Friday, December 9, 2011

To Grow or Not to Grow

A dish of root vegetables at a dinner party last Sunday left me wondering, should I grow turnips and parsnips in my garden next summer. Some of you may be shocked but I've never grown them. I've hardly ever eaten them. It just wasn't a vegetable served at our home growing up and it isn't something you see very much in the grocery stores around here.  
It wasn't that I noticed that I loved the baked vegetable dish or anything but I wondered whether nutritionally where they stood because I liked them okay. About the same thing you could say about broccoli. But I do like broccoli in things better than eaten by itself. But I mainly eat it because it's good for me. Not super good since I have a thyroid condition and that means I should limit my intake of this particular vegetable. The same being true if you were on the medication Coumadin but for different reasons.

So since my middle name is curious, not seriously just characteristically, I just couldn't get those vegetables off my mind. Here it is a half a week later and I just couldn't stand it. I had to go and buy one turnip and one parsnip and make a stew, tasting each one raw first. Of the two, I liked the turnip best. But after reading how sweet the parsnips are suppose to be, I'm left wondering about the farmer. Mine was okay tasting but I definitely wouldn't call it sweet. Maybe he forgot to leave it in the ground for three to four weeks of cold weather like the instructions say in order to change the starches to sugars.

Who knows but according to the nutrition chart,  parsnips have a higher glycemic level than almost any other vegetable. Two times the carbs of carrots, a close relative. If you are low on carrots you can substitute parsnips for them in a recipe but then you'd be missing that pretty orange color and carotene. My research revealed that you can also eat them raw in salads.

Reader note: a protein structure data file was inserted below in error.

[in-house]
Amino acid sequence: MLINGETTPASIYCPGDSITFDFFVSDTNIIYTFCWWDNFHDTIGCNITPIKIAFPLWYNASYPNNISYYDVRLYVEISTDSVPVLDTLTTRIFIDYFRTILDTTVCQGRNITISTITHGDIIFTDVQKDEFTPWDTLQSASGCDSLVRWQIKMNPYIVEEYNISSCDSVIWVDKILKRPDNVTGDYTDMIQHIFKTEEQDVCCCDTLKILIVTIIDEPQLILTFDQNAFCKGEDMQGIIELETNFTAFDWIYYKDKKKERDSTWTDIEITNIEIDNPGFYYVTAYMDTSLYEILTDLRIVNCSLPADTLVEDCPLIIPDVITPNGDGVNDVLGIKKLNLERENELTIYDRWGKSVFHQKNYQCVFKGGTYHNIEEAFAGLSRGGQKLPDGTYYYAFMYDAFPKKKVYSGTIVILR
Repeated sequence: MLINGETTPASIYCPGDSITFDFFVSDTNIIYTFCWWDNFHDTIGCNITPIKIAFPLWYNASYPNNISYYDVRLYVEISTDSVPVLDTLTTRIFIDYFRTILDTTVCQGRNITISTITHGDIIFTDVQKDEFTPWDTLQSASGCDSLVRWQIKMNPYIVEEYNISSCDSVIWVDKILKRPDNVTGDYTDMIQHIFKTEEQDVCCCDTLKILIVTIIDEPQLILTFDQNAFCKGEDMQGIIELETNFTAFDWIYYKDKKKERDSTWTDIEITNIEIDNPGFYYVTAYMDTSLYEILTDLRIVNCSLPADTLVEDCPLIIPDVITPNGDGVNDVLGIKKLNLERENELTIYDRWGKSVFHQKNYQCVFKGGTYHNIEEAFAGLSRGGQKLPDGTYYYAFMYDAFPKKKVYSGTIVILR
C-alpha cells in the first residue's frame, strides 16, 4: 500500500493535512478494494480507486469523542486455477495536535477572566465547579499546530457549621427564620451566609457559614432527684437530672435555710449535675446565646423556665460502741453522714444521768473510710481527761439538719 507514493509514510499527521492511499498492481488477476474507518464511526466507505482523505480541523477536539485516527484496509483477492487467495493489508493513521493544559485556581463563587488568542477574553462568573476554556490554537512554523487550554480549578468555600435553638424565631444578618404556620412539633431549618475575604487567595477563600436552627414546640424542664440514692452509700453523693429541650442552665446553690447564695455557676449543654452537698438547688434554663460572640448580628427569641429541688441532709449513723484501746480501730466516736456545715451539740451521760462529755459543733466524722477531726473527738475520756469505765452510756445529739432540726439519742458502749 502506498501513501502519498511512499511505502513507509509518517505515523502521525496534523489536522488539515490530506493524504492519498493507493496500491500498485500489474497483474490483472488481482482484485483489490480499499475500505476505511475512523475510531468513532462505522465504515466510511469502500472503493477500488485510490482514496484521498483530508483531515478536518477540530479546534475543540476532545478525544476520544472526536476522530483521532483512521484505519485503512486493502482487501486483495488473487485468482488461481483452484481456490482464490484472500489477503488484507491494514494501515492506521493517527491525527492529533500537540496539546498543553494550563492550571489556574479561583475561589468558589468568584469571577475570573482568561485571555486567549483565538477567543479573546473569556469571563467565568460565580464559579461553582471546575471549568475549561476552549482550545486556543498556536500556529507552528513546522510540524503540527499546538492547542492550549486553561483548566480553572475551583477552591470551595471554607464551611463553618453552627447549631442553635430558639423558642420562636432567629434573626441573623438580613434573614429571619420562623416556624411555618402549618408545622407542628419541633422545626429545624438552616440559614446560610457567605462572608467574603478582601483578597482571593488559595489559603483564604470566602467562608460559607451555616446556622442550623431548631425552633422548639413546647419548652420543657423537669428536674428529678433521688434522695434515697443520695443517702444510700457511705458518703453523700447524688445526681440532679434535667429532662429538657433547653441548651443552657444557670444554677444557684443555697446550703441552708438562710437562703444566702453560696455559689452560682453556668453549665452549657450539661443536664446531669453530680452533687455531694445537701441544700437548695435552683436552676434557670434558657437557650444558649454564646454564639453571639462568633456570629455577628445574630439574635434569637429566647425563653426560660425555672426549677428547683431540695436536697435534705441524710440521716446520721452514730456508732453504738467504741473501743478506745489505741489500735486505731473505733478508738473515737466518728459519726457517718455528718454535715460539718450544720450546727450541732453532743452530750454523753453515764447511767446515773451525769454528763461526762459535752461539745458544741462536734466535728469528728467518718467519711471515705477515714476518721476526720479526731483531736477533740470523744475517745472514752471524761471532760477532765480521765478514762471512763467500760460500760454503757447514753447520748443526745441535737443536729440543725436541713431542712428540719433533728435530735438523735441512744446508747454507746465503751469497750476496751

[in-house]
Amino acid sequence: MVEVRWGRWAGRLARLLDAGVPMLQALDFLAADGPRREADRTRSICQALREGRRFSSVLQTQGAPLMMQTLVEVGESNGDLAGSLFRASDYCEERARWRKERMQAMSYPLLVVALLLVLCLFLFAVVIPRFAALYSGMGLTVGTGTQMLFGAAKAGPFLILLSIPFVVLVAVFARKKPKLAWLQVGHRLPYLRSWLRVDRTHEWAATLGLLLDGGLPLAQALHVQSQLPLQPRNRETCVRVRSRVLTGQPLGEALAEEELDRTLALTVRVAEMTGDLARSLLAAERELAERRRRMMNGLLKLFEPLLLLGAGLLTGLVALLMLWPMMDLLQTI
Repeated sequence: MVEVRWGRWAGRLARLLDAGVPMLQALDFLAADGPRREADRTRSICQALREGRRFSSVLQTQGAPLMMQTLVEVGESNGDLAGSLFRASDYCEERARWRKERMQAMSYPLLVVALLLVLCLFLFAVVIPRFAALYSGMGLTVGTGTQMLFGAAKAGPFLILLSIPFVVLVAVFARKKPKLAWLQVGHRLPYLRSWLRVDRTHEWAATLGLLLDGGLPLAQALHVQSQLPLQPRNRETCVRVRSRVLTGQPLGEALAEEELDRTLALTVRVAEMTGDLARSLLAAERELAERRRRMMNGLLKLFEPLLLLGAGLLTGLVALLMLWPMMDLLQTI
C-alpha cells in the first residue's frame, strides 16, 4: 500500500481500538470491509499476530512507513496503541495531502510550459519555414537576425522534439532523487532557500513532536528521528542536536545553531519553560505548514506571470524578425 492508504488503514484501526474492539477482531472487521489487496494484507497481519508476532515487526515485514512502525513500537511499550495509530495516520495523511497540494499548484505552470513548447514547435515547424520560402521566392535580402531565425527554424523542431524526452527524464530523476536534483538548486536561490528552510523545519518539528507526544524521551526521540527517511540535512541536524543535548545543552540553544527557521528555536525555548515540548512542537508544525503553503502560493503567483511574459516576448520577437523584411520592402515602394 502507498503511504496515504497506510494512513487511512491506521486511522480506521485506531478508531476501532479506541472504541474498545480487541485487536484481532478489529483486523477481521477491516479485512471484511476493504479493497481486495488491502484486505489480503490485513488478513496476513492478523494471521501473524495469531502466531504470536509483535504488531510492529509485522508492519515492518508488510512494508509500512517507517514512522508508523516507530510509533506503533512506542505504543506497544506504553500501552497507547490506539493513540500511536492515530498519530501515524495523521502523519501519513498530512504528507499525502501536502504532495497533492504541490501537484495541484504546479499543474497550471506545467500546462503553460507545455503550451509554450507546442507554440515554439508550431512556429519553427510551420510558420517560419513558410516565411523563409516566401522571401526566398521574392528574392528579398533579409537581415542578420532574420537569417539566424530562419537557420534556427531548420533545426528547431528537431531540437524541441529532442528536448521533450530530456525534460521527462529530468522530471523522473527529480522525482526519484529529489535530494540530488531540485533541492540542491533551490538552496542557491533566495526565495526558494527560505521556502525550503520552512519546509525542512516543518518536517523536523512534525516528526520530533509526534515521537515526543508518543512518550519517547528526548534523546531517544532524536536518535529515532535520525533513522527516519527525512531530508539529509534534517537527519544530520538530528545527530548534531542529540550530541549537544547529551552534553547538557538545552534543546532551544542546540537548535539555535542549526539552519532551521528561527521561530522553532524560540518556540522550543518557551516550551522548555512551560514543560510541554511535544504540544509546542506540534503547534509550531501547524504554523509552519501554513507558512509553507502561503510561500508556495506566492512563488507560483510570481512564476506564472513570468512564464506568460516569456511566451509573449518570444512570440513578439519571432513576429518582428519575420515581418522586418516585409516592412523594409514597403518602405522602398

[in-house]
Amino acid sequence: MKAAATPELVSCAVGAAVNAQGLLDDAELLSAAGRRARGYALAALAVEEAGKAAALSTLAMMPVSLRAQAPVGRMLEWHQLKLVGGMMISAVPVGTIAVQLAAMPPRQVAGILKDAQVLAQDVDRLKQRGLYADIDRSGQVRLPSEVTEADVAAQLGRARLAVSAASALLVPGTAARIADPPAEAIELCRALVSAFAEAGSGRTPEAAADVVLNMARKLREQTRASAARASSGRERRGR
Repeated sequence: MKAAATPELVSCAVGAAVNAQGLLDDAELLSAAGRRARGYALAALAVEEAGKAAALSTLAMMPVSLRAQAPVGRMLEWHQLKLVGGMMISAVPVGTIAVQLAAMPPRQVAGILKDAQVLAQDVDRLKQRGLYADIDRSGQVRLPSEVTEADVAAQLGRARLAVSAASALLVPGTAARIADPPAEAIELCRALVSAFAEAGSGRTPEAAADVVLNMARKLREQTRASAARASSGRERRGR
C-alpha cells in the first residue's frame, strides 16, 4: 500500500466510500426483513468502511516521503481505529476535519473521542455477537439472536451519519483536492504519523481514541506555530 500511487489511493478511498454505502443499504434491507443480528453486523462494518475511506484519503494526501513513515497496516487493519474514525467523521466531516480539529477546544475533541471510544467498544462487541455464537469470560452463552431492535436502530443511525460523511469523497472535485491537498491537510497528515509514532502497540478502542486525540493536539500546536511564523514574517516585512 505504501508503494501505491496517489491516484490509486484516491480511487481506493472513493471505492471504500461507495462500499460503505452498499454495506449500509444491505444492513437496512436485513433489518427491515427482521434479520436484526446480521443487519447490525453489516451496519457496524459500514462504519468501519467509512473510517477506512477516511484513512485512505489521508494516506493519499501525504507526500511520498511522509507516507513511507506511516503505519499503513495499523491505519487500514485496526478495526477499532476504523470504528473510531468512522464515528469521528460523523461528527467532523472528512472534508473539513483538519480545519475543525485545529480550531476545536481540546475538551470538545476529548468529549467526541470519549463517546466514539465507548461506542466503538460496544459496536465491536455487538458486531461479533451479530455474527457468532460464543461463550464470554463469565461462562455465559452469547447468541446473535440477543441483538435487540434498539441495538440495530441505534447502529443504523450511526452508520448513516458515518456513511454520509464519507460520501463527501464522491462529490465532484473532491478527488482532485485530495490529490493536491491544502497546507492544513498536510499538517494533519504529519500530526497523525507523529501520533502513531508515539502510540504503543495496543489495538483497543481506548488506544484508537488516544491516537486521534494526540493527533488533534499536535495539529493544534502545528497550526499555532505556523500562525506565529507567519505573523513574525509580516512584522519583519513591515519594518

As for growing them, I remember as a kid my neighbors grew them but then they grow nice cantaloupe too over in that country. The down side to growing them is the seeds don't last. You have to order new ones every year because they won't germinate if stored longer. That dampers my interest in growing parsnips right there.

When I went to on the Internet, they had these lovely nutrition charts on everything. I could of spent hours there but I'm feeling guilty about my blogs this very hectic week and so I figured I'd better get a move on getting this one done.

I did switch back and forth comparing parsnips and turnips nutritionally. Parsnips were quite a bit more nutritious but they do have a mild inflammatory rating along with a higher omega 6 to omega 3 levels and then there is that dratted glycemic level.

Where the turnips shown was in their greens. Yes, you can eat the tops and the roots like with beets. The greens were high in vitamin K and A. K being good for osteoporosis which is highly hereditary in both sides of my family. Kale and spinach is even higher in vitamin K so I'll just eat those instead.

Ths is the nutrition site.

Yet when all was said and done, I just couldn't justify growing these two vegetables in my limited garden space. For several reasons, the fact that I like them but don't love the taste and nutritionally they aren't a must grow for health.
If you are a turnip and parsnip lover, good for you. I probably just don't know what I'm missing but I think I'll just stick to my present vegetables for now.

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